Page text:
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I love recommending books (clearly, since I seem to do it a lot). The books we read shape so much of who we are, and so we ought to think carefully about what we read. Recently, I was encouraged to share a list of books every Christian woman should read. I loved the idea… but I also realized pretty quickly that me making recommendations for ladies might not be the best idea. At least, not if I’m doing it alone. In light of that, I’ve called in some help in the form of my friends, Kim Shay and Staci Eastin. So, here are our recommendations:


Crazy Busy by Kevin DeYoung (recommended by Aaron)

Although it wasn’t one of my all-time favorites by DeYoung, there’s a lot of wisdom in the book that all of us would do well to heed (especially busy stay-at-home-homeschooling moms). While not all busyness is bad (after all, God made us to work), we need to be careful in learning how to rest well, even as we strive to work well.

Buy it at: Westminster Books | Amazon


The God Who is There by D.A. Carson (recommended by Kim)

Kim says, “I think this should be read because it gives a good overview of the biblical narrative and redemptive history. I have found that having a big picture understanding of Christianity has helped me approach the more specific areas with more thought.”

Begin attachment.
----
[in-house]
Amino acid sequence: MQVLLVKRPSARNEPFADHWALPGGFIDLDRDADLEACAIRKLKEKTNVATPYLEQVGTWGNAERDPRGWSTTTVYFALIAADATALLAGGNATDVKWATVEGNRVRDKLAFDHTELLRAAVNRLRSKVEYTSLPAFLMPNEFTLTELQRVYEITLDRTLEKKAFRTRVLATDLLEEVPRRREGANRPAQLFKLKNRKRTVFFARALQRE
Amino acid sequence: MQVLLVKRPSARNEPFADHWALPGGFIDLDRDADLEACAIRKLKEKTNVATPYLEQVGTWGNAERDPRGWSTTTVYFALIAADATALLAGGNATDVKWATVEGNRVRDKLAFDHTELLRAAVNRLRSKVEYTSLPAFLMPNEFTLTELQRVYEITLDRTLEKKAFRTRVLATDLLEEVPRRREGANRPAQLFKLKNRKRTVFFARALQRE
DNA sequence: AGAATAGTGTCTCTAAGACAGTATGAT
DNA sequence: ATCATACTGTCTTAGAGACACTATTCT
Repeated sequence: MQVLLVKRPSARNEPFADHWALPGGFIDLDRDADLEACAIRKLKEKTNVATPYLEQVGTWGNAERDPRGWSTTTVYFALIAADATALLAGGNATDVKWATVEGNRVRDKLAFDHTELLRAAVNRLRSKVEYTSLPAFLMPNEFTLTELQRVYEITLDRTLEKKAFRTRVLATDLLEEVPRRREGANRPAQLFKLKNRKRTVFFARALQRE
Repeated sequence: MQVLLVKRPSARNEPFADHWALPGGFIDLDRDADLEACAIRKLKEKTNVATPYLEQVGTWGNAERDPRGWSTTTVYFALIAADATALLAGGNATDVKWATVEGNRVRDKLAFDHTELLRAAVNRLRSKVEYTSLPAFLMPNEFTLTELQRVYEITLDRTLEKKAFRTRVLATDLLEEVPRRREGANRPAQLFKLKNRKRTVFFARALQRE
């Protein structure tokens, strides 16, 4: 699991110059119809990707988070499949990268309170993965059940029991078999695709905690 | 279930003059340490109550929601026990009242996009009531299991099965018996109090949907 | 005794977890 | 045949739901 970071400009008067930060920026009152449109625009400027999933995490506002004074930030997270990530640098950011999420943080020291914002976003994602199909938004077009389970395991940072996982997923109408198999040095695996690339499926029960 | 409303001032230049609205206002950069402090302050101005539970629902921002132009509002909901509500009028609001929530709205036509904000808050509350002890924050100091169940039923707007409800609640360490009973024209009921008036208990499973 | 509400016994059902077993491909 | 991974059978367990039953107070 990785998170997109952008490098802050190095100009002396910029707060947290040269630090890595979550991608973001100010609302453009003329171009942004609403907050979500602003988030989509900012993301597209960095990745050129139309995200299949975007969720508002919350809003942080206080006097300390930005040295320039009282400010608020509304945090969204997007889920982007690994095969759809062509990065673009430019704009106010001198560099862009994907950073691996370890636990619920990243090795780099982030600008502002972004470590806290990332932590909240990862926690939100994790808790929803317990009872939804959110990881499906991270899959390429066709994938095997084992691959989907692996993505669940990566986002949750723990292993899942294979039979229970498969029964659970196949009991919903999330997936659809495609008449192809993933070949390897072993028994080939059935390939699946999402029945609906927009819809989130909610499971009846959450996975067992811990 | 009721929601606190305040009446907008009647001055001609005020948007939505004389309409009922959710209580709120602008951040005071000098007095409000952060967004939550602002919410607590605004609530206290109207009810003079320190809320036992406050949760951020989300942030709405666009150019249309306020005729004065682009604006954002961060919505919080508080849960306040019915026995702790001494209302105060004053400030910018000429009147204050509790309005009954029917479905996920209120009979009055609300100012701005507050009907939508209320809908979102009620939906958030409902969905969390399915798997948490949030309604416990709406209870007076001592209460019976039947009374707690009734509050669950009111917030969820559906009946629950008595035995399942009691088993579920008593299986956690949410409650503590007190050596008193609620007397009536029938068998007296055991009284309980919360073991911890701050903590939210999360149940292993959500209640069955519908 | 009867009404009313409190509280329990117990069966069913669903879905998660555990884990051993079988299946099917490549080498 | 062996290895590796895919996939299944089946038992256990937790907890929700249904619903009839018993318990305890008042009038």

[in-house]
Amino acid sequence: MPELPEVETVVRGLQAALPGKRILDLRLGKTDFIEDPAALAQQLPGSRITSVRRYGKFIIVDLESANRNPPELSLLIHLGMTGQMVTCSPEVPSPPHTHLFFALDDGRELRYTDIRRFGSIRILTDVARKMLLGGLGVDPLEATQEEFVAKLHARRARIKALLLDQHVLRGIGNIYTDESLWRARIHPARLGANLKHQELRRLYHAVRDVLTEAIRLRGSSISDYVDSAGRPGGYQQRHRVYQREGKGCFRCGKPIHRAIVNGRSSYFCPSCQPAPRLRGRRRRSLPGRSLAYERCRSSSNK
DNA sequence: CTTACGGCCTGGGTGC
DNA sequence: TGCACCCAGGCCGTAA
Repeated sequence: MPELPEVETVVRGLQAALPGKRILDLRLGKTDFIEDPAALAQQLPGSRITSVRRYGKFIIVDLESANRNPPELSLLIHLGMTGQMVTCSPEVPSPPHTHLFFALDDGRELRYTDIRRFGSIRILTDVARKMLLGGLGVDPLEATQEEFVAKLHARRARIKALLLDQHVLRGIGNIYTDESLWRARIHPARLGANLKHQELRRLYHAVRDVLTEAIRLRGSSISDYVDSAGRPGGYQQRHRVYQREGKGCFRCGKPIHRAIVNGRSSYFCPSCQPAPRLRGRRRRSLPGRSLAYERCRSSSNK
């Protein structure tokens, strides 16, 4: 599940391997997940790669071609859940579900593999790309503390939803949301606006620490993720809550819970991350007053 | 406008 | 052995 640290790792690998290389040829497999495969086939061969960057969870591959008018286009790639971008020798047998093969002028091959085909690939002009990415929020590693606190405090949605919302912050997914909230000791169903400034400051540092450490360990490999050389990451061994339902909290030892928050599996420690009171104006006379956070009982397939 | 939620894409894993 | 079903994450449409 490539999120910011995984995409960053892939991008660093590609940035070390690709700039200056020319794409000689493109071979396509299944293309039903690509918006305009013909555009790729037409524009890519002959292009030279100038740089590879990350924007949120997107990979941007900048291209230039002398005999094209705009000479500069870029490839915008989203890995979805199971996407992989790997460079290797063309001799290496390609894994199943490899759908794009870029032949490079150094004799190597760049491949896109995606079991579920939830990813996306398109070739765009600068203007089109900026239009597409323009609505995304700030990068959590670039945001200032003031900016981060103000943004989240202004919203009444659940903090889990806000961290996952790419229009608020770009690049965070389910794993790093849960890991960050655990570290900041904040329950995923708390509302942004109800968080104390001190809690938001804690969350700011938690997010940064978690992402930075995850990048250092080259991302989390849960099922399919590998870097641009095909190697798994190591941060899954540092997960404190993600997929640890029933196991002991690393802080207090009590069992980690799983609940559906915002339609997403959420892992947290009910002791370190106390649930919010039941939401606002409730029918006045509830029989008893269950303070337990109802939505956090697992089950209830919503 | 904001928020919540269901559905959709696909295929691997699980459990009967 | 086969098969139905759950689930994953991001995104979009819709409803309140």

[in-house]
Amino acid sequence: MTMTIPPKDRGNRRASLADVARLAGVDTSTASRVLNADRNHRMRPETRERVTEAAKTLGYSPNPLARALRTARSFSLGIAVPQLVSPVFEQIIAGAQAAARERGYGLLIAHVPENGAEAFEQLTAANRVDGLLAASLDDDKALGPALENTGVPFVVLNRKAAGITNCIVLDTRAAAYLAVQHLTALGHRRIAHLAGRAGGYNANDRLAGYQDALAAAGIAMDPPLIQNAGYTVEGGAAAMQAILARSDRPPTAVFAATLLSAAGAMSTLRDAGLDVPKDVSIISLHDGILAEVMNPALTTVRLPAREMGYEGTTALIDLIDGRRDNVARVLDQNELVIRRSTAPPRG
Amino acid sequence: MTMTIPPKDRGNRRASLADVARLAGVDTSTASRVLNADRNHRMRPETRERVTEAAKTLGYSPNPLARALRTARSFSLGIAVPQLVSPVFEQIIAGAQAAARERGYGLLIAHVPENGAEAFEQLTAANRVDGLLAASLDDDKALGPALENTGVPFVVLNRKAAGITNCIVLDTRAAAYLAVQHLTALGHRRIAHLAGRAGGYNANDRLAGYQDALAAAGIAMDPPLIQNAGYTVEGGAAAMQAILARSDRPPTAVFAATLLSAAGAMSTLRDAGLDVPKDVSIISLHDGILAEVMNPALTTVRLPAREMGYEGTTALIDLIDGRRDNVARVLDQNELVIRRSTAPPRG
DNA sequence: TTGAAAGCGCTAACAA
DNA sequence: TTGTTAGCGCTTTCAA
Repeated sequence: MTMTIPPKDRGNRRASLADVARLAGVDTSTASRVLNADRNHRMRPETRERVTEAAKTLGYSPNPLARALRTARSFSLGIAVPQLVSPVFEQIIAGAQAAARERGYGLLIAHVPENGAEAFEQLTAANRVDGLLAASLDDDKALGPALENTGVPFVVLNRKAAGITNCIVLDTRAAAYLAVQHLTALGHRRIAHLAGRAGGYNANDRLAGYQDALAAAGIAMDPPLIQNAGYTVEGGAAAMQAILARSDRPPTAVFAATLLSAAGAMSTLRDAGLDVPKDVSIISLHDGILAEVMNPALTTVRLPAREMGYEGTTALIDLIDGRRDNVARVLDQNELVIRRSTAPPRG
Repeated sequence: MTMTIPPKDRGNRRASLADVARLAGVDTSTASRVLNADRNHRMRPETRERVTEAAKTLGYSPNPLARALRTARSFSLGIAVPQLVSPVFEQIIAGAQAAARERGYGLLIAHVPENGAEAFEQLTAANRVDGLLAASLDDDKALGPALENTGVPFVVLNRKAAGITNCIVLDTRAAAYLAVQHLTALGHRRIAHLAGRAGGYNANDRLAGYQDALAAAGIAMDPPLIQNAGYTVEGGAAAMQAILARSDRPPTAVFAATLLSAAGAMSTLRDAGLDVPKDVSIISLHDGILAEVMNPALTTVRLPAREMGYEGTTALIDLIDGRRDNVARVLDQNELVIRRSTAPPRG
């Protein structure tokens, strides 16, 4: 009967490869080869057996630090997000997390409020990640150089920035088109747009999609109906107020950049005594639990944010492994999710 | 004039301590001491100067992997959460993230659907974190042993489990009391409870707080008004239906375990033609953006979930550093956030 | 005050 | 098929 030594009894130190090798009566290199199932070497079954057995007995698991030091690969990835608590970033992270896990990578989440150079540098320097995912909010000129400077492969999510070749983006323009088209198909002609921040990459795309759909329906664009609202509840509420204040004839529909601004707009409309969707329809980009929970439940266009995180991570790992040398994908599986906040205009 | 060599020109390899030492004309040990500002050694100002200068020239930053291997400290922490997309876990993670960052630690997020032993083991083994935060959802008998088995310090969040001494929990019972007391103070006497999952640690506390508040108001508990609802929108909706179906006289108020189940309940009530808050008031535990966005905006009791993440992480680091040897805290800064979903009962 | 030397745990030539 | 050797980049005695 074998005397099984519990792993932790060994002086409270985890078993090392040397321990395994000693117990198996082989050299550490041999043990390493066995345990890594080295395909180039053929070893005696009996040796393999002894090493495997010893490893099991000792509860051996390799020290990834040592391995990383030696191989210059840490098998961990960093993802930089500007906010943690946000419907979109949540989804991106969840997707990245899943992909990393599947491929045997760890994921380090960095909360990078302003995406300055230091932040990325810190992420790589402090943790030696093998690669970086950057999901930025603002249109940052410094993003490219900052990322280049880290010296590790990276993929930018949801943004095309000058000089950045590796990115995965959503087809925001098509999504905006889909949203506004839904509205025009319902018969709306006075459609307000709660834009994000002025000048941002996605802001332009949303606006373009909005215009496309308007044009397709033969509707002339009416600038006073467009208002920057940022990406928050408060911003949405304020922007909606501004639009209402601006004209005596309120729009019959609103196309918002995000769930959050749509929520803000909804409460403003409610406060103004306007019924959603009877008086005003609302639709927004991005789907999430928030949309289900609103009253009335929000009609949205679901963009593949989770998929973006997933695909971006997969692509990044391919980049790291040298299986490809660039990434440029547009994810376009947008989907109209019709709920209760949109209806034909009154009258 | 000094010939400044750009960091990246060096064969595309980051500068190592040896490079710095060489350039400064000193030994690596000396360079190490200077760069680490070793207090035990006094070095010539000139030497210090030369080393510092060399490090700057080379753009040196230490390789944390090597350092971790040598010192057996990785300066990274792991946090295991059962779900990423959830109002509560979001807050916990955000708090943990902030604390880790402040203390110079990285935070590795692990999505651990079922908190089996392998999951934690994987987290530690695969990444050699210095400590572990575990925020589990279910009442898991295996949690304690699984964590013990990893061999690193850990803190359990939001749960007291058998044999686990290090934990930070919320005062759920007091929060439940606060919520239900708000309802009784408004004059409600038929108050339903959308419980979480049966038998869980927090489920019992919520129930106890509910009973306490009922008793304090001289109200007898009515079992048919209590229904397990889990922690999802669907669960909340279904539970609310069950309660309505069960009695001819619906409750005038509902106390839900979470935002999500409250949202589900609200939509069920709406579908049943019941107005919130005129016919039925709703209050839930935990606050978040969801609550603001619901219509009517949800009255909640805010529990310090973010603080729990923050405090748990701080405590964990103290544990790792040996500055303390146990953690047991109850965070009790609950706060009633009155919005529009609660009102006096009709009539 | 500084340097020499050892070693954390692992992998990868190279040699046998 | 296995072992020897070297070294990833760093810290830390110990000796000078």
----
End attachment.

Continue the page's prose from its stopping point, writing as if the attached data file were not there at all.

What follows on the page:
In this basic introduction to faith, D. A. Carson takes seekers, new Christians, and small groups through the big story of Scripture. He helps readers to know what they believe and why they believe it. The companion leader’s guide helps evangelistic study groups, small groups, and Sunday school classes make the best use of this book in group settings.

Buy it at: Westminster Books | Amazon


Practical Theology for Women by Wendy Alsup (recommended by Staci)

In Practical Theology for Women, Alsup uses the power of theology to address practical issues in women’s lives. Her book opens with a general discussion of theology and addresses the most fundamental and practical issue of theology: faith. Then sheexplores the attributes of God the Father, Son, and Spirit fromScripture, concluding with a look at our means of communicating with God-prayer and the Word.Throughout the book Alsup exhorts women to apply what they believe about God in their everyday lives. As they do this, their husbands, homes, and churches will benefit.

Buy it at: Westminster Books | Amazon